Tackling Income Inequality and Through Export-led Growth

May 13, 2023

Tackling Income Inequality and Through Export-led Growth

May 13, 2023

Shahid Sattar and Sarim Karim

Pakistan is currently in difficult circumstances, grappling with deindustrialization and widespread unemployment. The country’s inflation rate at 36.4% has forced millions of families into subsistence conditions. Shockingly, 22% of the population now lives below the national poverty line, with 16.7% lacking access to education, electricity, sanitation, and water. The solution to these crises has historically been export-led development, which is pivotal for poverty alleviation, employment generation, and balancing the fiscal deficit.

However exports have not been given priority in Pakistan due to an unfounded fear of income inequality associated with trade liberalization. Protectionist policies wreak havoc on Pakistan’s export sector, generating cost burdens and inefficiencies which have led to an artificial loss of competitiveness and closures. This fear of income inequality disregards the fact that income equality alone cannot address the ongoing macroeconomic crisis. Pakistan cannot hope to achieve equitable growth or stable macroeconomic conditions unless priority is given to export-led growth.

When measuring inequality, institutions use the Gini index. The index ranges from 0 which implies perfect equality, and 1 which implies perfect inequality. Pakistan has a Gini index of 29.6, meaning that the wealthiest 10% of Pakistani households are responsible for 29.6% of relative consumption. At first glance, Pakistan appears relatively equal compared to its Asian peers. Bangladesh’s Gini coefficient stands at 32.4, India’s is at 35.7, and the South Asian average is 33.6. However if deindustrialization continues, this Gini Index score will become further unsustainable, as Pakistan’s shared prosperity has been decreasing since 2005, indicating that the poorest 40% are receiving fewer gains from economic growth.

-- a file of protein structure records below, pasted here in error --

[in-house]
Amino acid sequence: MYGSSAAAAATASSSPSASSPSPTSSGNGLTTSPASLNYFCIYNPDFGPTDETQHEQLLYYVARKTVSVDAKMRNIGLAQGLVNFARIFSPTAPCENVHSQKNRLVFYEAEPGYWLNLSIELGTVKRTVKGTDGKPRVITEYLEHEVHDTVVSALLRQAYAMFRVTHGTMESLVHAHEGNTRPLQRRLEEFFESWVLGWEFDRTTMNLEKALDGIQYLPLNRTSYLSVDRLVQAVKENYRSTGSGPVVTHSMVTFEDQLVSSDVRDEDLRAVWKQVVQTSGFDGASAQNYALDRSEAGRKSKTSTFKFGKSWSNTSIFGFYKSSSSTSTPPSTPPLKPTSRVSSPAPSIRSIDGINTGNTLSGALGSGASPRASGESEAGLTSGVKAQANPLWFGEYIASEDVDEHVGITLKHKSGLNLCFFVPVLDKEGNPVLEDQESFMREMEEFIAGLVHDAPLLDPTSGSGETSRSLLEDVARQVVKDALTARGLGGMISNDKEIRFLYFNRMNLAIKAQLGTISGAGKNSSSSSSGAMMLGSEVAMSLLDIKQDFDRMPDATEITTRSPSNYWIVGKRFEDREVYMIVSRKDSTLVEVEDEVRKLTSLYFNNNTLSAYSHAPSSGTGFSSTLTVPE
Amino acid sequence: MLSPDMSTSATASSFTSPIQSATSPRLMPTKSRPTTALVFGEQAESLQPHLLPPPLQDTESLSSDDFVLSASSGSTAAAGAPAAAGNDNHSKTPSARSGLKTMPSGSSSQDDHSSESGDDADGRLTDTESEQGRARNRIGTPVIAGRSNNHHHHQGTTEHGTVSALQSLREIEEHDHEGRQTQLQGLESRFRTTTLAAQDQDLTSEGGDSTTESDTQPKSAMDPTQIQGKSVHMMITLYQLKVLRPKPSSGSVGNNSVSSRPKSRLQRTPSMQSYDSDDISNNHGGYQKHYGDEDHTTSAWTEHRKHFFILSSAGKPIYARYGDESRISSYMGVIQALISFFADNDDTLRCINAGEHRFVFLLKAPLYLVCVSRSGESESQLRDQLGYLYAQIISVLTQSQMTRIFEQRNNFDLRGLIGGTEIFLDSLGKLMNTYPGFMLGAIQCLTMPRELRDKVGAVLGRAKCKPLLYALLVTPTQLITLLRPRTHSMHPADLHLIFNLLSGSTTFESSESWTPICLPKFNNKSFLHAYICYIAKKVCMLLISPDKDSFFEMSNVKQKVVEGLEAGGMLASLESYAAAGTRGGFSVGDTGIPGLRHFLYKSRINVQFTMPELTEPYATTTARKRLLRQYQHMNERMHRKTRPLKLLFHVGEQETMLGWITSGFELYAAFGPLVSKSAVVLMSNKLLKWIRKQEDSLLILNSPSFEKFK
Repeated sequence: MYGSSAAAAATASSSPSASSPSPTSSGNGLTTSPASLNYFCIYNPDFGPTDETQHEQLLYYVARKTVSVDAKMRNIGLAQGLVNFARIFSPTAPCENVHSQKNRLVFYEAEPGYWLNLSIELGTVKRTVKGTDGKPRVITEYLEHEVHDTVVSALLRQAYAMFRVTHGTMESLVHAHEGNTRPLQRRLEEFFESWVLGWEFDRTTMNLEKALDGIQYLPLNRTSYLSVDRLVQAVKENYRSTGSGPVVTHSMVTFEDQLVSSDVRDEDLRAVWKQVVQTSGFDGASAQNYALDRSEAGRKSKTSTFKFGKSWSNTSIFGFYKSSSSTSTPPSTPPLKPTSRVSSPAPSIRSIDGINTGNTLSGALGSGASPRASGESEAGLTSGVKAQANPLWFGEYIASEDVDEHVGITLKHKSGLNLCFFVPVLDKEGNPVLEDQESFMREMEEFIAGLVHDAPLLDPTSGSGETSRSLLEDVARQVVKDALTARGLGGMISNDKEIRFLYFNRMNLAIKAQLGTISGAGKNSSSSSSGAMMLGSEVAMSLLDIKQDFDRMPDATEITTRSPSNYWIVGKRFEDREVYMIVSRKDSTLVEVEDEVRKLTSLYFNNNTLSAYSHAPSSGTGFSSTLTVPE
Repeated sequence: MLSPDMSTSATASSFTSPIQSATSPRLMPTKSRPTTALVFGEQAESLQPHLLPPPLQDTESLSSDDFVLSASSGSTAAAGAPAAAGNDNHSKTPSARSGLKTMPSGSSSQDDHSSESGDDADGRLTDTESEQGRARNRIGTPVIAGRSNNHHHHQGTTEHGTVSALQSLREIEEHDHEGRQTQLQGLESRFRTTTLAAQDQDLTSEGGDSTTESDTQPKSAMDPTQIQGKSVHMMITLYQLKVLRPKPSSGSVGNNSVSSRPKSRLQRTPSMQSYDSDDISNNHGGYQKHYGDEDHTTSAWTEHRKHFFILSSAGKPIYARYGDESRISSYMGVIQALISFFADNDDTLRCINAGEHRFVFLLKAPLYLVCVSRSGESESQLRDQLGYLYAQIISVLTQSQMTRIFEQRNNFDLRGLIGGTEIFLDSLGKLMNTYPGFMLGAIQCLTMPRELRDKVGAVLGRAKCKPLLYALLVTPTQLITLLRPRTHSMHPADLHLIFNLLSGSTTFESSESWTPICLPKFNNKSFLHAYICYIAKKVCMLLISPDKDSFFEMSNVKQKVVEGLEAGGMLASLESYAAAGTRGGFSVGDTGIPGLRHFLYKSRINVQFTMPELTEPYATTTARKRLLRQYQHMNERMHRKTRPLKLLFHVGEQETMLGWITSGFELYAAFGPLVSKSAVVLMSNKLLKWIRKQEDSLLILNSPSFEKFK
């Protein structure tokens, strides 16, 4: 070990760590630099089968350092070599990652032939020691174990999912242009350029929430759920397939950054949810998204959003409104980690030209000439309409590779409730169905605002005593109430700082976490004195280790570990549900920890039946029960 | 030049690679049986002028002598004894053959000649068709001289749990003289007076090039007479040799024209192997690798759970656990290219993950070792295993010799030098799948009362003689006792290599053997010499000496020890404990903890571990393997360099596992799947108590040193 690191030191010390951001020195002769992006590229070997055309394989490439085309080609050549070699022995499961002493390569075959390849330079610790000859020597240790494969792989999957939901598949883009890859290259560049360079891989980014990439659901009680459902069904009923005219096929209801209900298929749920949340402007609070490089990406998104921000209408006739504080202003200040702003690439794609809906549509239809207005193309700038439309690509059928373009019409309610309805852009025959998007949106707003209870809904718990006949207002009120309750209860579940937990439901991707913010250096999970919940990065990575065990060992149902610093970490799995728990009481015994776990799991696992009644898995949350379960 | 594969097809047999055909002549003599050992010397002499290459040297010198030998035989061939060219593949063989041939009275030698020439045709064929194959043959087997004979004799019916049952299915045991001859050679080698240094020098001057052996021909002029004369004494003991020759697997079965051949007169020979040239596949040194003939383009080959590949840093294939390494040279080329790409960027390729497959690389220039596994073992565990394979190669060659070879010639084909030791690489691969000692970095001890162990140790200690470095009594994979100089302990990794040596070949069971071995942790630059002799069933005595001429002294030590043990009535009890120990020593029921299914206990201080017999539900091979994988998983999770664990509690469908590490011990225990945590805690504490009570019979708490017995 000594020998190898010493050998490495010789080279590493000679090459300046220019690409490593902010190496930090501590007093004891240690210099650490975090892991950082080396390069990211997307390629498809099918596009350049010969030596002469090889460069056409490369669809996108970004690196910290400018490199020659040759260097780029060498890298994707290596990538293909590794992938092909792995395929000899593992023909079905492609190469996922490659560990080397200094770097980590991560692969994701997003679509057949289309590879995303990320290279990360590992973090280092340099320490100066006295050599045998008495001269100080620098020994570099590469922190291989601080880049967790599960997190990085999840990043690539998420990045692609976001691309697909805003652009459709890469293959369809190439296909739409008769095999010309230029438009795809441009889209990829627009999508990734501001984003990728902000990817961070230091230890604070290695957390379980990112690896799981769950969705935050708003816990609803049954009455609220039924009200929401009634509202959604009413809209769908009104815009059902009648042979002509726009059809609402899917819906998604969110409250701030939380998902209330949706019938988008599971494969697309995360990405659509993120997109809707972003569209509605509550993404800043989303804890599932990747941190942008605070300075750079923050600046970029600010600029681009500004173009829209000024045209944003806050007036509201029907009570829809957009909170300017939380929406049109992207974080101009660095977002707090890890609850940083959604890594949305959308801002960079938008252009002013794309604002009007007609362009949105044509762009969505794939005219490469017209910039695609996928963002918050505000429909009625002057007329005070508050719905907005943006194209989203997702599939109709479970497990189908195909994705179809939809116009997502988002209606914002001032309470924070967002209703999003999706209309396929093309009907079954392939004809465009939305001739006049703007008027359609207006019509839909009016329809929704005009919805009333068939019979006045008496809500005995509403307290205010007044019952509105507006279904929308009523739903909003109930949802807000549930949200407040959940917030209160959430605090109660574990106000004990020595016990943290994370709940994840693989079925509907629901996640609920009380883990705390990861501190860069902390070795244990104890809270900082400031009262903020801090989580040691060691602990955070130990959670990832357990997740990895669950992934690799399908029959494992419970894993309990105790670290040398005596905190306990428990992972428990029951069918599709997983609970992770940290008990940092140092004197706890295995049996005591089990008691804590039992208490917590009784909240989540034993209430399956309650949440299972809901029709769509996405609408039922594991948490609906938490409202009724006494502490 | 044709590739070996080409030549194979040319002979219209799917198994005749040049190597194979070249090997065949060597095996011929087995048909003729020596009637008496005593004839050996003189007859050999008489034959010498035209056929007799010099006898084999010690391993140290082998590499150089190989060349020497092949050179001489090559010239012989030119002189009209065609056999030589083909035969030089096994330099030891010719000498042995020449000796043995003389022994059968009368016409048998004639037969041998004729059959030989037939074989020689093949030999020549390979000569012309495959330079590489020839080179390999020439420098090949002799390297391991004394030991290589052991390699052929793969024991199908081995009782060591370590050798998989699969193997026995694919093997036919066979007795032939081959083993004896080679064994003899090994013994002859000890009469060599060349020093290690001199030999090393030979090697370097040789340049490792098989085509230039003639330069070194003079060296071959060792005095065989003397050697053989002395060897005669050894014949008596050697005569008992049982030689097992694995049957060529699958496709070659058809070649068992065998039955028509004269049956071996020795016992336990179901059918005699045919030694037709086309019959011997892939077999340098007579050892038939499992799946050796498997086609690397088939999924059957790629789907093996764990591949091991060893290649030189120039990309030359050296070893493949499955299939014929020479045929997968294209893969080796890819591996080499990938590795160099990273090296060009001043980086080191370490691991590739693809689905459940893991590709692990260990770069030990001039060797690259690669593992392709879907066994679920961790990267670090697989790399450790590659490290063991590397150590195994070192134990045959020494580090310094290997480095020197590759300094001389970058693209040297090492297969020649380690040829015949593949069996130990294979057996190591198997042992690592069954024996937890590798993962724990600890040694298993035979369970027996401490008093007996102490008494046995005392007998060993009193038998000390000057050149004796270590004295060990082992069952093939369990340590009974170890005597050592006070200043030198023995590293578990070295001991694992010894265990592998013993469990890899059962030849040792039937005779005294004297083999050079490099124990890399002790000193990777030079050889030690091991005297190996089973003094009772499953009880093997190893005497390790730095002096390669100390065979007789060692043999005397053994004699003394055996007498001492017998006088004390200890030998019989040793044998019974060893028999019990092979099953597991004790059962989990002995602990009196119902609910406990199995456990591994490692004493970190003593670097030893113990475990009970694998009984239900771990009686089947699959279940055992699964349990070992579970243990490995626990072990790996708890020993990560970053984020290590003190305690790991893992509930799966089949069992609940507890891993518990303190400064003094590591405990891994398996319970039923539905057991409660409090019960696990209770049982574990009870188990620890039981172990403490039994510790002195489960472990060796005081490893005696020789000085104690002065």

To discuss the role of inequality in the context of development, Kuznets’ Curves help to outline long term trends. These suggest that inequality initially grows as a nation industrializes, due to the influx of cheap labour via rural to urban migration and capital investment. However, as labour becomes more organized, human capital expands, and incomes rise, inequality begins to decrease. Therefore, much of the fear-mongering centred around trade exacerbating inequality fails to account for two facts. First, deindustrialization would have worse outcomes for the working class. Pakistan’s current trajectory places it on the path of degrowth, employment loss, and a current accounts crisis that will hurt the entirety of its population but especially its rural and urban poor. Secondly, an unequal distribution of gains from trade can be mitigated using redistribution policies, expanding social safety nets, and increasing skill development. However these policy outcomes are harder to achieve without the revenue and current account balancing that exports provide.

Many of Pakistan’s protectionist policies are implicitly a consequence of this fear of inequality. World Bank data shows that customs duties on final and intermediate goods hinder capital intensity in production. Upstream duties have consistently increased since 2012 indicating a desire to maintain wages in labour intensive downstream sectors. The simultaneous imposition of duties on raw materials, which represent a cumulative 19% including a 7% customs duty on polyester staple fibre and a 12% anti-dumping duty, drive up production costs and render exporters uncompetitive. The first half of the decade witnessed some customs duties decrease, which led to growth in both the textile and apparel industries. The growth in these sectors outpaced other industries in the same period, but these gains were quickly stymied by a rise in regulatory duties post-2014. Currently, Pakistan fails to harness the potential of a growing export sector.